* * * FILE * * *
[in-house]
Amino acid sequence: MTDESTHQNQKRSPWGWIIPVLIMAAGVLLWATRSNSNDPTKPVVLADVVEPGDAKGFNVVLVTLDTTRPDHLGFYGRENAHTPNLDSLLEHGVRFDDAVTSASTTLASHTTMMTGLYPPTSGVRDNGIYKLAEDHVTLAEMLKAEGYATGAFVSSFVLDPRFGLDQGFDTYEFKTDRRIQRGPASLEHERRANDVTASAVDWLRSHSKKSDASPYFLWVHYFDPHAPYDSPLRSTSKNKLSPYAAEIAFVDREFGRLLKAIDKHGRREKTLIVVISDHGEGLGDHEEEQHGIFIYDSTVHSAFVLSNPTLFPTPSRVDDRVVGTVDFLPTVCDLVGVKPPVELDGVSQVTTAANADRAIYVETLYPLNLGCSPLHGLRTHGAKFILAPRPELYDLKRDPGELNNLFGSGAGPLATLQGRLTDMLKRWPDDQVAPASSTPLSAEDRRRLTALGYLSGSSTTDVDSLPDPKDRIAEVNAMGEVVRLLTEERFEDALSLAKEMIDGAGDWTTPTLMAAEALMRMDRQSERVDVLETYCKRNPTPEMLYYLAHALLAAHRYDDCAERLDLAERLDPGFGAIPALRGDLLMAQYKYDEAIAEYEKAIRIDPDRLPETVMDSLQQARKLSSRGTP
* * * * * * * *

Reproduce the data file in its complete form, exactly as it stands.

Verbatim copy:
[in-house]
Amino acid sequence: MTDESTHQNQKRSPWGWIIPVLIMAAGVLLWATRSNSNDPTKPVVLADVVEPGDAKGFNVVLVTLDTTRPDHLGFYGRENAHTPNLDSLLEHGVRFDDAVTSASTTLASHTTMMTGLYPPTSGVRDNGIYKLAEDHVTLAEMLKAEGYATGAFVSSFVLDPRFGLDQGFDTYEFKTDRRIQRGPASLEHERRANDVTASAVDWLRSHSKKSDASPYFLWVHYFDPHAPYDSPLRSTSKNKLSPYAAEIAFVDREFGRLLKAIDKHGRREKTLIVVISDHGEGLGDHEEEQHGIFIYDSTVHSAFVLSNPTLFPTPSRVDDRVVGTVDFLPTVCDLVGVKPPVELDGVSQVTTAANADRAIYVETLYPLNLGCSPLHGLRTHGAKFILAPRPELYDLKRDPGELNNLFGSGAGPLATLQGRLTDMLKRWPDDQVAPASSTPLSAEDRRRLTALGYLSGSSTTDVDSLPDPKDRIAEVNAMGEVVRLLTEERFEDALSLAKEMIDGAGDWTTPTLMAAEALMRMDRQSERVDVLETYCKRNPTPEMLYYLAHALLAAHRYDDCAERLDLAERLDPGFGAIPALRGDLLMAQYKYDEAIAEYEKAIRIDPDRLPETVMDSLQQARKLSSRGTP